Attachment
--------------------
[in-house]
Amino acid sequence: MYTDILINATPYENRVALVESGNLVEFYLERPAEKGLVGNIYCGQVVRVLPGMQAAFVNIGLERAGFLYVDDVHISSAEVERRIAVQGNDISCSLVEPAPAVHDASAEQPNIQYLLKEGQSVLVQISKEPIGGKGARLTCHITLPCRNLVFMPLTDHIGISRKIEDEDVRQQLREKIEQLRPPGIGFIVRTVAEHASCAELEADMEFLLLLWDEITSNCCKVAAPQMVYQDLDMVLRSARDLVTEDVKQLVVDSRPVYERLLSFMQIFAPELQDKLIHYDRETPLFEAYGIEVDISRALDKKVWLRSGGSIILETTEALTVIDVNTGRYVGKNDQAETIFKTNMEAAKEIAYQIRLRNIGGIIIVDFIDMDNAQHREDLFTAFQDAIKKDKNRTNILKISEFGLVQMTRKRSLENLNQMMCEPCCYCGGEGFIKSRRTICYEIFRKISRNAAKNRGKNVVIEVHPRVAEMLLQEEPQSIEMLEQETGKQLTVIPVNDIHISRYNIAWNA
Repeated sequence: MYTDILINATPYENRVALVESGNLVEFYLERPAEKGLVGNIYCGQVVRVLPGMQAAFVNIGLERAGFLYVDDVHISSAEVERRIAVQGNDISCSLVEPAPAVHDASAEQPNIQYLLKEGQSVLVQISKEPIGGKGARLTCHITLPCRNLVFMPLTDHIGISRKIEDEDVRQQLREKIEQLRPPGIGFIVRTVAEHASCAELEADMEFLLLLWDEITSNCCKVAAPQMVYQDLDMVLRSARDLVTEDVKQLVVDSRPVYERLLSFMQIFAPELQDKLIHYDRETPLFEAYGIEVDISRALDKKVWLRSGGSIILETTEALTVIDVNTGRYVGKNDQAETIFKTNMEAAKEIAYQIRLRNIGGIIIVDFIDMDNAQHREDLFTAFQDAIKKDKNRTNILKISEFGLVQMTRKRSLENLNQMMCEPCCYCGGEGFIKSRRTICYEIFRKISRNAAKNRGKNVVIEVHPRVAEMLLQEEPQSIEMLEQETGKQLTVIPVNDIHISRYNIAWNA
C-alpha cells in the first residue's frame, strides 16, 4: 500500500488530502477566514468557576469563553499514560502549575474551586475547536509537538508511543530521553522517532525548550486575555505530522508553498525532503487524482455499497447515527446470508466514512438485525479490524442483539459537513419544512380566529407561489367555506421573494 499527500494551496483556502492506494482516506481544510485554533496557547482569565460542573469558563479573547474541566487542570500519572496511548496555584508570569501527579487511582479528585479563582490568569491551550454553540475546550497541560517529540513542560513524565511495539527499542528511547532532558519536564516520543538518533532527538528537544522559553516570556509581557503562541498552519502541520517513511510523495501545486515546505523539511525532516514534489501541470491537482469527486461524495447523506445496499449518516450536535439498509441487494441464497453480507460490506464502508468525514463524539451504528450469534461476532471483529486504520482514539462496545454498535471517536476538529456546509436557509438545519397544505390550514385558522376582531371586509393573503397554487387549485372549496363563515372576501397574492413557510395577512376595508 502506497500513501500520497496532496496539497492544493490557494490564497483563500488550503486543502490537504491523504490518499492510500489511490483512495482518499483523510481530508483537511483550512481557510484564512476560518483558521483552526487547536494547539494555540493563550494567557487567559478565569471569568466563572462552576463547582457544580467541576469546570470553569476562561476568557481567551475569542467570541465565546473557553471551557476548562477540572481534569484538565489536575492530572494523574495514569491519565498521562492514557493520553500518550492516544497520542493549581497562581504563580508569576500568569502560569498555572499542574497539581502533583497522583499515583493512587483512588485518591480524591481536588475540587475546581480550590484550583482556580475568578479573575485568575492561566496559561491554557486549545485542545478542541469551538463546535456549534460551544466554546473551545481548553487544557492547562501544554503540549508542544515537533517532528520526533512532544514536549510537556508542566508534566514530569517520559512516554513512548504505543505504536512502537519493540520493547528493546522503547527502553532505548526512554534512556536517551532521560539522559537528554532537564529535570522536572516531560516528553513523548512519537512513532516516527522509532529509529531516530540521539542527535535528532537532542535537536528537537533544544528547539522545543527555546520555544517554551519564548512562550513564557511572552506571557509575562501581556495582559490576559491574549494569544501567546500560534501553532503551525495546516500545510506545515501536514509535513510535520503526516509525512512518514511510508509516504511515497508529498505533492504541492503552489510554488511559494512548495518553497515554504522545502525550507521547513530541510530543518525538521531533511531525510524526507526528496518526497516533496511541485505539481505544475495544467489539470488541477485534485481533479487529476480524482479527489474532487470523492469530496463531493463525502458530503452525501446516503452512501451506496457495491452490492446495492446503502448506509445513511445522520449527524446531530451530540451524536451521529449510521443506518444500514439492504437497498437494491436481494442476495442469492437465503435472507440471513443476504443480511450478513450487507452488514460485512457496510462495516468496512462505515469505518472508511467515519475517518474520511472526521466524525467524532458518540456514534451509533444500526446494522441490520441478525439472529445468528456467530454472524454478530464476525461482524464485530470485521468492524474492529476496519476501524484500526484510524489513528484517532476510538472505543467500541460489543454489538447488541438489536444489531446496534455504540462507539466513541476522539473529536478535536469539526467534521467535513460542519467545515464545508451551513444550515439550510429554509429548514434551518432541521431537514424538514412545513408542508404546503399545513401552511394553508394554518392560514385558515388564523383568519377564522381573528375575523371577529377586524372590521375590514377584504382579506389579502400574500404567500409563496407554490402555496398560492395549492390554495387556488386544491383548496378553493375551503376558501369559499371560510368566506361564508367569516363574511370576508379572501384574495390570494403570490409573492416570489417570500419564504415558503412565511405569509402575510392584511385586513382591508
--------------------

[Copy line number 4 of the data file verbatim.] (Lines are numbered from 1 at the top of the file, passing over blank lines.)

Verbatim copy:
C-alpha cells in the first residue's frame, strides 16, 4: 500500500488530502477566514468557576469563553499514560502549575474551586475547536509537538508511543530521553522517532525548550486575555505530522508553498525532503487524482455499497447515527446470508466514512438485525479490524442483539459537513419544512380566529407561489367555506421573494 499527500494551496483556502492506494482516506481544510485554533496557547482569565460542573469558563479573547474541566487542570500519572496511548496555584508570569501527579487511582479528585479563582490568569491551550454553540475546550497541560517529540513542560513524565511495539527499542528511547532532558519536564516520543538518533532527538528537544522559553516570556509581557503562541498552519502541520517513511510523495501545486515546505523539511525532516514534489501541470491537482469527486461524495447523506445496499449518516450536535439498509441487494441464497453480507460490506464502508468525514463524539451504528450469534461476532471483529486504520482514539462496545454498535471517536476538529456546509436557509438545519397544505390550514385558522376582531371586509393573503397554487387549485372549496363563515372576501397574492413557510395577512376595508 502506497500513501500520497496532496496539497492544493490557494490564497483563500488550503486543502490537504491523504490518499492510500489511490483512495482518499483523510481530508483537511483550512481557510484564512476560518483558521483552526487547536494547539494555540493563550494567557487567559478565569471569568466563572462552576463547582457544580467541576469546570470553569476562561476568557481567551475569542467570541465565546473557553471551557476548562477540572481534569484538565489536575492530572494523574495514569491519565498521562492514557493520553500518550492516544497520542493549581497562581504563580508569576500568569502560569498555572499542574497539581502533583497522583499515583493512587483512588485518591480524591481536588475540587475546581480550590484550583482556580475568578479573575485568575492561566496559561491554557486549545485542545478542541469551538463546535456549534460551544466554546473551545481548553487544557492547562501544554503540549508542544515537533517532528520526533512532544514536549510537556508542566508534566514530569517520559512516554513512548504505543505504536512502537519493540520493547528493546522503547527502553532505548526512554534512556536517551532521560539522559537528554532537564529535570522536572516531560516528553513523548512519537512513532516516527522509532529509529531516530540521539542527535535528532537532542535537536528537537533544544528547539522545543527555546520555544517554551519564548512562550513564557511572552506571557509575562501581556495582559490576559491574549494569544501567546500560534501553532503551525495546516500545510506545515501536514509535513510535520503526516509525512512518514511510508509516504511515497508529498505533492504541492503552489510554488511559494512548495518553497515554504522545502525550507521547513530541510530543518525538521531533511531525510524526507526528496518526497516533496511541485505539481505544475495544467489539470488541477485534485481533479487529476480524482479527489474532487470523492469530496463531493463525502458530503452525501446516503452512501451506496457495491452490492446495492446503502448506509445513511445522520449527524446531530451530540451524536451521529449510521443506518444500514439492504437497498437494491436481494442476495442469492437465503435472507440471513443476504443480511450478513450487507452488514460485512457496510462495516468496512462505515469505518472508511467515519475517518474520511472526521466524525467524532458518540456514534451509533444500526446494522441490520441478525439472529445468528456467530454472524454478530464476525461482524464485530470485521468492524474492529476496519476501524484500526484510524489513528484517532476510538472505543467500541460489543454489538447488541438489536444489531446496534455504540462507539466513541476522539473529536478535536469539526467534521467535513460542519467545515464545508451551513444550515439550510429554509429548514434551518432541521431537514424538514412545513408542508404546503399545513401552511394553508394554518392560514385558515388564523383568519377564522381573528375575523371577529377586524372590521375590514377584504382579506389579502400574500404567500409563496407554490402555496398560492395549492390554495387556488386544491383548496378553493375551503376558501369559499371560510368566506361564508367569516363574511370576508379572501384574495390570494403570490409573492416570489417570500419564504415558503412565511405569509402575510392584511385586513382591508